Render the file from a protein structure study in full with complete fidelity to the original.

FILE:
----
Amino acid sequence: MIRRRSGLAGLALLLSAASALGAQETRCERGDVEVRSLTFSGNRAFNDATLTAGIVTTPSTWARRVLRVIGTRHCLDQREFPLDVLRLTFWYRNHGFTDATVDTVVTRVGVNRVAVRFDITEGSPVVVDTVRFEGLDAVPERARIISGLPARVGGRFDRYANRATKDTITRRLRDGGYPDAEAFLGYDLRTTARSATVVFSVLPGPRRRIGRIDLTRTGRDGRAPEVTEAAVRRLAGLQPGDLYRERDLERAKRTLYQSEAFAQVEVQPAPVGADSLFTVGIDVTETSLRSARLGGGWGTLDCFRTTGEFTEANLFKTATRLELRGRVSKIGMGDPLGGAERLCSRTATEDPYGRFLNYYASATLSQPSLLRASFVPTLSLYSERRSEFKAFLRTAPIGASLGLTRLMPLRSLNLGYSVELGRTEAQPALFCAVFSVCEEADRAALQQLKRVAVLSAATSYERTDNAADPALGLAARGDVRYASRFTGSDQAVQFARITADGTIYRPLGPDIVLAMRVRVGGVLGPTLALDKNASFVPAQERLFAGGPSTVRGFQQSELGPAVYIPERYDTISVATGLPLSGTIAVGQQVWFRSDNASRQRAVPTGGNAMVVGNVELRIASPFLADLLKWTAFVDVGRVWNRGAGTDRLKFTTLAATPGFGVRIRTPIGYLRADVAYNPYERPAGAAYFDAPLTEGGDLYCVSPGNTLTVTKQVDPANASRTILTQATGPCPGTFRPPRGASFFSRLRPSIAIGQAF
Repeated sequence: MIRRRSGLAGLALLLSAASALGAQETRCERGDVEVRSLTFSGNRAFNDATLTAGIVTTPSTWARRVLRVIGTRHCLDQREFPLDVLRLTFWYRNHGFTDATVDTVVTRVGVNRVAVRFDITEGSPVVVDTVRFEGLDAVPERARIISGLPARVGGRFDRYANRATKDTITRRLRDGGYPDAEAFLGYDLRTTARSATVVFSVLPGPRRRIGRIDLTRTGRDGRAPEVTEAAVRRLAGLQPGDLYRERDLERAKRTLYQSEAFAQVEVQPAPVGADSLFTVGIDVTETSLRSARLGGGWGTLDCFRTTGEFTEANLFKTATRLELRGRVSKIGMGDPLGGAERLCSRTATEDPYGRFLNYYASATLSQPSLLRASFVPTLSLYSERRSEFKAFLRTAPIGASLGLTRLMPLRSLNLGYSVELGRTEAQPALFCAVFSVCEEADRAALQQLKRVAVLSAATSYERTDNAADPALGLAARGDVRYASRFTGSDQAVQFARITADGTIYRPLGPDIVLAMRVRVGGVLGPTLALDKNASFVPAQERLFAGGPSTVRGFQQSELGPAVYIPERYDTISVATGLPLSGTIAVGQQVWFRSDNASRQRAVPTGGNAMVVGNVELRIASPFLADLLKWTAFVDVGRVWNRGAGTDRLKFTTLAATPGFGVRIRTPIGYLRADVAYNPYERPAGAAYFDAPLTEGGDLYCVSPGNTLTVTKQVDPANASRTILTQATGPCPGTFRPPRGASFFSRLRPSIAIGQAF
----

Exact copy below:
Amino acid sequence: MIRRRSGLAGLALLLSAASALGAQETRCERGDVEVRSLTFSGNRAFNDATLTAGIVTTPSTWARRVLRVIGTRHCLDQREFPLDVLRLTFWYRNHGFTDATVDTVVTRVGVNRVAVRFDITEGSPVVVDTVRFEGLDAVPERARIISGLPARVGGRFDRYANRATKDTITRRLRDGGYPDAEAFLGYDLRTTARSATVVFSVLPGPRRRIGRIDLTRTGRDGRAPEVTEAAVRRLAGLQPGDLYRERDLERAKRTLYQSEAFAQVEVQPAPVGADSLFTVGIDVTETSLRSARLGGGWGTLDCFRTTGEFTEANLFKTATRLELRGRVSKIGMGDPLGGAERLCSRTATEDPYGRFLNYYASATLSQPSLLRASFVPTLSLYSERRSEFKAFLRTAPIGASLGLTRLMPLRSLNLGYSVELGRTEAQPALFCAVFSVCEEADRAALQQLKRVAVLSAATSYERTDNAADPALGLAARGDVRYASRFTGSDQAVQFARITADGTIYRPLGPDIVLAMRVRVGGVLGPTLALDKNASFVPAQERLFAGGPSTVRGFQQSELGPAVYIPERYDTISVATGLPLSGTIAVGQQVWFRSDNASRQRAVPTGGNAMVVGNVELRIASPFLADLLKWTAFVDVGRVWNRGAGTDRLKFTTLAATPGFGVRIRTPIGYLRADVAYNPYERPAGAAYFDAPLTEGGDLYCVSPGNTLTVTKQVDPANASRTILTQATGPCPGTFRPPRGASFFSRLRPSIAIGQAF
Repeated sequence: MIRRRSGLAGLALLLSAASALGAQETRCERGDVEVRSLTFSGNRAFNDATLTAGIVTTPSTWARRVLRVIGTRHCLDQREFPLDVLRLTFWYRNHGFTDATVDTVVTRVGVNRVAVRFDITEGSPVVVDTVRFEGLDAVPERARIISGLPARVGGRFDRYANRATKDTITRRLRDGGYPDAEAFLGYDLRTTARSATVVFSVLPGPRRRIGRIDLTRTGRDGRAPEVTEAAVRRLAGLQPGDLYRERDLERAKRTLYQSEAFAQVEVQPAPVGADSLFTVGIDVTETSLRSARLGGGWGTLDCFRTTGEFTEANLFKTATRLELRGRVSKIGMGDPLGGAERLCSRTATEDPYGRFLNYYASATLSQPSLLRASFVPTLSLYSERRSEFKAFLRTAPIGASLGLTRLMPLRSLNLGYSVELGRTEAQPALFCAVFSVCEEADRAALQQLKRVAVLSAATSYERTDNAADPALGLAARGDVRYASRFTGSDQAVQFARITADGTIYRPLGPDIVLAMRVRVGGVLGPTLALDKNASFVPAQERLFAGGPSTVRGFQQSELGPAVYIPERYDTISVATGLPLSGTIAVGQQVWFRSDNASRQRAVPTGGNAMVVGNVELRIASPFLADLLKWTAFVDVGRVWNRGAGTDRLKFTTLAATPGFGVRIRTPIGYLRADVAYNPYERPAGAAYFDAPLTEGGDLYCVSPGNTLTVTKQVDPANASRTILTQATGPCPGTFRPPRGASFFSRLRPSIAIGQAF